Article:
If you’ve ever wondered if the thousands of cell phone towers and electromagnetic signals permeating society nowadays could be potentially harmful to your body, mind and to the natural environment, you’re not alone. A small minority of people are so sensitive to electromagnetic radiation they’ve even been forced to move into cave-like domiciles designed to insulate them from such signals. We are, after all, energetic beings, as are all lifeforms, and although something may lie outside of our ordinary perception does not imply that it is harmless.
It turns out that electromagnetic signals from cell phone towers do in fact directly affect the human body in physical ways, and surprisingly, for amputees, common cellular signals can amplify sensations of pain in the body, when in the presence of such emissions.
A recently completed study led by members The University of Texas at Dallas gives concrete evidence that these types of now ubiquitous signals can actually amplify pain in some amputees by immediately stimulating nerve tissue that had suffered traumatic damage.
Prior to this study, the bulk of research into cell tower radiation focused on people without any pre-existing conditions or serious health issues, however, when a disabled veteran who lost limbs in the Iraq war alerted his physicians to the fact that his sense of pain seemed to increase dramatically whenever his cell phone went into roaming mode, a study was launched to test this hypothesis on lab rats.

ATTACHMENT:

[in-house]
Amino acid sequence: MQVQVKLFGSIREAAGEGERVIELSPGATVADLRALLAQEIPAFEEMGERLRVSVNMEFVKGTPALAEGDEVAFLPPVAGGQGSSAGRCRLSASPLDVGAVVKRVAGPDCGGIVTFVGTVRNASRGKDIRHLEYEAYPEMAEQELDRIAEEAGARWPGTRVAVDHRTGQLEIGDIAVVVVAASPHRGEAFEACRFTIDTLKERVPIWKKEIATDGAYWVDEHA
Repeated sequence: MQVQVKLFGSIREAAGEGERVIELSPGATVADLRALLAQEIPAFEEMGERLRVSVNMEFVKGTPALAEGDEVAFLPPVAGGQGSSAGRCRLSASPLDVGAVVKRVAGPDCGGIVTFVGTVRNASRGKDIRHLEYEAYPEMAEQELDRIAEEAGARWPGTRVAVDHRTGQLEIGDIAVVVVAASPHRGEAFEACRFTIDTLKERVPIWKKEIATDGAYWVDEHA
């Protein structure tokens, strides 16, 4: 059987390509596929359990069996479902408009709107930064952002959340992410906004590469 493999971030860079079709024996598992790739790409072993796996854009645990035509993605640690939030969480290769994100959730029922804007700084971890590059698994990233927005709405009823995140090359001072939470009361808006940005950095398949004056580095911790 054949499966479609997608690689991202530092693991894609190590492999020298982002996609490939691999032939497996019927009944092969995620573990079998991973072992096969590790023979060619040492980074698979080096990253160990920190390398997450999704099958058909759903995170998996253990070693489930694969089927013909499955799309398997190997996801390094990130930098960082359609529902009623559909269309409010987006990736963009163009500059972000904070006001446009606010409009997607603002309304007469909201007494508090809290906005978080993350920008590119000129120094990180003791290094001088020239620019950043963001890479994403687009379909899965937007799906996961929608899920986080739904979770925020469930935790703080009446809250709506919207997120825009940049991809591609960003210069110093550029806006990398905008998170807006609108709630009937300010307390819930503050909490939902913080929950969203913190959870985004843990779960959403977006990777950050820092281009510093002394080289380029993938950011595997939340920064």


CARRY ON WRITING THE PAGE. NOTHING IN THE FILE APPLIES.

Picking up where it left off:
“Our study provides evidence, for the first time, that subjects exposed to cellphone towers at low, regular levels can actually perceive pain,” said Dr. Mario Romero-Ortega, senior author of the study and an associate professor of bioengineering in the University’s Erik Jonsson School of Engineering and Computer Science. “Our study also points to a specific nerve pathway that may contribute to our main finding.” 
This is the first study of its kind that has found a direct link to immediate physical changes in the human body when absorbing cell tower radiation.
Until a recent study led by researchers at The University of Texas at Dallas was published online last month in PLOS ONE, there was no scientific evidence to back up the anecdotal stories of people, such as Underwood, who reported aberrant sensations and neuropathic pain around cellphone towers and other technology that produce radio-frequency electromagnetic fields. 
To validate the wounded soldier’s claim that pain was amplified by cell tower signals researchers crafted a simulation using lab rats who were subjected to the types and levels of electromagnetic radiation that many of us are exposed to every day.
To test this, the team randomly assigned 20 rats into two groups — one receiving a nerve injury that simulated amputation, and the other group receiving a sham treatment. Researchers then exposed the subjects to a radiofrequency electromagnetic antenna for 10 minutes, once per week for eight weeks. The antenna delivered a power density equal to that measured at 39 meters from a local cellphone tower — a power density that a person might encounter outside of occupational settings.
Researchers found that by the fourth week, 88 percent of subjects in the nerve-injured group demonstrated a behavioral pain response, while only one subject in the sham group exhibited pain at a single time point, and that was during the first week. 
These towers are being installed across the world right now, right amongst densely populated areas and even on public school grounds. Cell phones have already been proven to cause brain cancer, yet the both the cell industry and the general public refuse to consider this sufficient reason to re-think the use and widespread proliferation of this technology.
Now that we have evidence that cell tower signals can amplify pain, is it that unreasonable to consider that cell tower radiation may be causing other health problems that we simply have yet to identify?